User Driven Tape Archive
How to store and retrieve data from the WIN tape archive.
The WIN Centre maintains a self-service archive facility which allows you to transfer data to/from high-capacity LTO data tape (12-16TB per tape) from/to the FMRIB file servers. At the present time this service is only available on the FMRIB hosted server jalapeno.fmrib.ox.ac.uk, so data hosted elsewhere will need to be transferred to that server first.
When archiving, by default, your folder will be removed from the file server once the archive process completes successfully, but you can opt to keep the disk copy, so allowing for a point-in-time backup of a particular folder.
Each night a duplicate copy of your dataset will be made on a separate tape.
At this point in time, data is retained indefinitely from the user archive, so you can create multiple 'versions' of a data set on tape.
WIN IT do not take steps to catalogue this data in any way, for example an index of the files in an archive is not automatically taken; it remains the responsibility of the researcher to maintain sufficient records of what archives have been made and what they represent. On request, WIN IT can obtain lists of archives made by a particular user (with date and folder path information).
All raw data sets from the OHBA and FMRIB MRI scanners are automatically curated, so under normal circumstances there is no requirement for you to also store your own personal copies of the raw DICOM or NIFTI files on User Archive. Where data is collected at other locations (which at present includes the OHBA MEG, BSB scanners, EEG datasets) it may be prudent to make an archive copy unless you are confident of being able to obtain the data from the original source in the future.
- The User Archive tool can only operate on folders - you cannot archive individual files. You should determine what the most appropriate unit to archive within a project is. Aim to archive the smallest item you are likely to want to retrieve at once, e.g. a subject's data, the analysis results for an experiment, rather than all the files for a project. Whilst the system can, theoretically, archive any amount of data, if you subsequently wish to recover only part of this archive the system still needs to read all data stored prior to your items of interest and so may take much longer that recovering smaller archives.
- The self-service archive system is not able to recover files not owned by your account at the time of writing to tape - the system will not stop you archiving if you have read-access on these files, so it is fairly easy to mistakenly do this. Similarly, the removal of your data from disk after a successful tape archive will fail if you do not have write permissions on a sub-folder. See the troubleshooting section for more details.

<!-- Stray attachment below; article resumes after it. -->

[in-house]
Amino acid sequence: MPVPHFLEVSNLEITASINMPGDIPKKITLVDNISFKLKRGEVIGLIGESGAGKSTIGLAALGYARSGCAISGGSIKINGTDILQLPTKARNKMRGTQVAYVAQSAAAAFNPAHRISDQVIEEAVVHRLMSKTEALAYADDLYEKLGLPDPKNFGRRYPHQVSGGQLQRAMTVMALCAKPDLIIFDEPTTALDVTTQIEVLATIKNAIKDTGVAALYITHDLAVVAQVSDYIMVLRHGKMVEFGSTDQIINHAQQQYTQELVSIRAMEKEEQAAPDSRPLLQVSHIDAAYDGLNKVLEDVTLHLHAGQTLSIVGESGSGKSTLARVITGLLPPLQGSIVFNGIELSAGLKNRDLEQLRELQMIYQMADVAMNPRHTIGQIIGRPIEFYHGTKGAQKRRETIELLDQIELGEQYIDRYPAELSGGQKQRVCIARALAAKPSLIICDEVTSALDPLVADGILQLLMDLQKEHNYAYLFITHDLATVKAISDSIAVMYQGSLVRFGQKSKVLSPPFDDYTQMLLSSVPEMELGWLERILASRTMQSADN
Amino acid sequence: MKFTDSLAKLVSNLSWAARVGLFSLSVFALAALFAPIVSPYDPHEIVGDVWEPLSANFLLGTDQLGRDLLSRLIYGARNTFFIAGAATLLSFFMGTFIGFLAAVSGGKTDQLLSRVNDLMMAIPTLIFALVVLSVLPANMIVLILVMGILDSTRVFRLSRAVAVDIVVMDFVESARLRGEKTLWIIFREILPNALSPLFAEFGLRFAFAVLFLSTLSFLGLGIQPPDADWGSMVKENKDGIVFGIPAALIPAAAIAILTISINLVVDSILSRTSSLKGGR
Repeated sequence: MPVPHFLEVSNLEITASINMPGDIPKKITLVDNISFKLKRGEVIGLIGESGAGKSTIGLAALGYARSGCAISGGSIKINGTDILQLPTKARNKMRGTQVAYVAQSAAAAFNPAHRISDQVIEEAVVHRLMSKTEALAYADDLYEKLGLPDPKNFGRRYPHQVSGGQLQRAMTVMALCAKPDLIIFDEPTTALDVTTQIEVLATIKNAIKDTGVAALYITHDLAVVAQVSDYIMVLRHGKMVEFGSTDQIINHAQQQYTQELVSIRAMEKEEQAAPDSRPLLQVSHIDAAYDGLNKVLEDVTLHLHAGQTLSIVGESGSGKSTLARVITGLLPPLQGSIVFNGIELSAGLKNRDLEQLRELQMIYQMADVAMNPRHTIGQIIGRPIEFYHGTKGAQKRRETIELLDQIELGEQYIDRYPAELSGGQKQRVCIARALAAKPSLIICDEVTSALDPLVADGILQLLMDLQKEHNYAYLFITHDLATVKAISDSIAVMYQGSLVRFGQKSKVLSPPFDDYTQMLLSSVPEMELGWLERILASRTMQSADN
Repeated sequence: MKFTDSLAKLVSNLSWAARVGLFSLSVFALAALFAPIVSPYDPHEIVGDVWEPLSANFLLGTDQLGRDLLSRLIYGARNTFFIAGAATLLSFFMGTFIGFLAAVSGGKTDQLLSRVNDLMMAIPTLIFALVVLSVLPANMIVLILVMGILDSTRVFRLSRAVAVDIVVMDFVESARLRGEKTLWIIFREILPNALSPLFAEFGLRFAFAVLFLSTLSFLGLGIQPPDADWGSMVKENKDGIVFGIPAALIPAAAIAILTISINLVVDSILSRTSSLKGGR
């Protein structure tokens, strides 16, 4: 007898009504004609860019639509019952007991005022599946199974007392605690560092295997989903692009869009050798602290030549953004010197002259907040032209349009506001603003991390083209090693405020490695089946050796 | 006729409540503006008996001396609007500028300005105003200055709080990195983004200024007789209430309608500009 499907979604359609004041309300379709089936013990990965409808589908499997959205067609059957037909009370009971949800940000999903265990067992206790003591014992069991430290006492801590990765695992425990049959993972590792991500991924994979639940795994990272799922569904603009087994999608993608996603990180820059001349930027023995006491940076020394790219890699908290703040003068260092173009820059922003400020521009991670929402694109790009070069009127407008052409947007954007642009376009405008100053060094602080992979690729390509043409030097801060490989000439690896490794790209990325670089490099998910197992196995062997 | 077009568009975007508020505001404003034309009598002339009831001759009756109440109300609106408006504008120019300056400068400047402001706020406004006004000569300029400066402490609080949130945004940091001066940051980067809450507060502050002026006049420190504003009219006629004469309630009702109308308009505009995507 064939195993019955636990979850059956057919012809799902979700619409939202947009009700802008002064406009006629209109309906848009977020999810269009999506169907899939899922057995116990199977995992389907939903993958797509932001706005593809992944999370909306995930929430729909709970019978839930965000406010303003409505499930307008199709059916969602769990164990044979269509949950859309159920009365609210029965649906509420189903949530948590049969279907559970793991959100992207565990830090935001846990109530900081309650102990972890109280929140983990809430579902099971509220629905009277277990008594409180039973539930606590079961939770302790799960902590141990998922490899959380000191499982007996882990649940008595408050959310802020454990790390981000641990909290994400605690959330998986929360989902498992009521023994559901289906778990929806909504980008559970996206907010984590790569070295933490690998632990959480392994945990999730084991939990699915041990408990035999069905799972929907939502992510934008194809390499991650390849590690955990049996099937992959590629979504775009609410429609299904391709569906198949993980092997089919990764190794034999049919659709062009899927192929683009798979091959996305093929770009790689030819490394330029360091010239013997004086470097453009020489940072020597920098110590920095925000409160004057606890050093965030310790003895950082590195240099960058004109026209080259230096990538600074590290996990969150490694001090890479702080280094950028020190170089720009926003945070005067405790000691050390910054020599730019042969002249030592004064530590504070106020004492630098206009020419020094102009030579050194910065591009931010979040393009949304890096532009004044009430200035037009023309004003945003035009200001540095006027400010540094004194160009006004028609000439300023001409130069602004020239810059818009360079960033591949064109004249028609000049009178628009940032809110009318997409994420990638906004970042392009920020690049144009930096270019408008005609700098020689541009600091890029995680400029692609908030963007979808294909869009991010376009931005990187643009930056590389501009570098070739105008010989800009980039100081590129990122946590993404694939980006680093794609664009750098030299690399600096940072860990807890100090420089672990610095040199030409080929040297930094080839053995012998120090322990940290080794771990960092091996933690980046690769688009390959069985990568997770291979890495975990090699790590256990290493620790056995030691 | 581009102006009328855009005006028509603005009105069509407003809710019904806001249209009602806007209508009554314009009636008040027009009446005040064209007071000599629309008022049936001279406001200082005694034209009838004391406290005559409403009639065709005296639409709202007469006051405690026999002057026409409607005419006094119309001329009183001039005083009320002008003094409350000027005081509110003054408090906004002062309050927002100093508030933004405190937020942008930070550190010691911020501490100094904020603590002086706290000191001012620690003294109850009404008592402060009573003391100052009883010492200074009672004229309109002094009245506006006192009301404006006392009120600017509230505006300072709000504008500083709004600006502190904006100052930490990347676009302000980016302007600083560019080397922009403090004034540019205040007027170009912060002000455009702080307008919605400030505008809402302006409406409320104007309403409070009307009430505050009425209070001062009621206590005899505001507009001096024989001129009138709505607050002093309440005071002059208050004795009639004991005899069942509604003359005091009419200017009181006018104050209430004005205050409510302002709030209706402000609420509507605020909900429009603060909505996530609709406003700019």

- Archive/retrieve can take time, the system runs several tasks, competing for limited resources.
- Archiving needs a small amount of space, to generate an index file before archiving and to write the archive retrieve file after pruning. If your file system is full, neither of these processes will complete.
- Avoid 'nesting' archives - archiving a folder structure containing archive retrieve files. This quickly becomes frustrating when retrieving the complete folder structure at a later date.
Committing a directory to tape
On jalapeno cd into the parent directory and issue the following command:
The directory mydir will be written to tape and then deleted once the process has succeeded and a script, mydir.retrieve will be created in its place.
Before writing your folder to tape, the script will generate a compressed text file containing a list of all the files and folders in the archive. This will be written to mydir/.archive_index.txt.gz. For folders with many files/folders this can take a significant amount of time, so may be omitted by using the -i option to the archive command. We recommend that you do allow this to be generated.
N.B. The indexing functionality was added to the archive command in January 2023, so this file will not be available on archives made before 27/1/2023.
Recovering a directory from tape
When a directory is written to tape you will find a file called
in its place. This is an executable shell script which can be used to recover the directory. Simply type:
and a while later the directory will reappear. By default, retrieve files will recover the archive to its original location, thus there is no requirement to store the retrieve file in its original location.
To change the location to which the folder will be recovered you can use the command:
retrieve_here <path to >/mydir.retrieve
whilst in the folder you wish to recover to.
Using the tape archive service to create a backup of a folder
If you wish to make a permanent copy of a folder but continue to work on/with it then you can use the archive command with the -k option to write the folder to tape and not delete the folder, eg:
archive -k mydir
will store the contents of mydir on tape, create a .retrieve file and leave mydir on disk. Any pre-existing .archive file of the same name will be overwritten, so if you wish to be able to easily recover older archives of this folder you should rename the existing .retrieve file before running archive again (see Creating Retrieve Files below).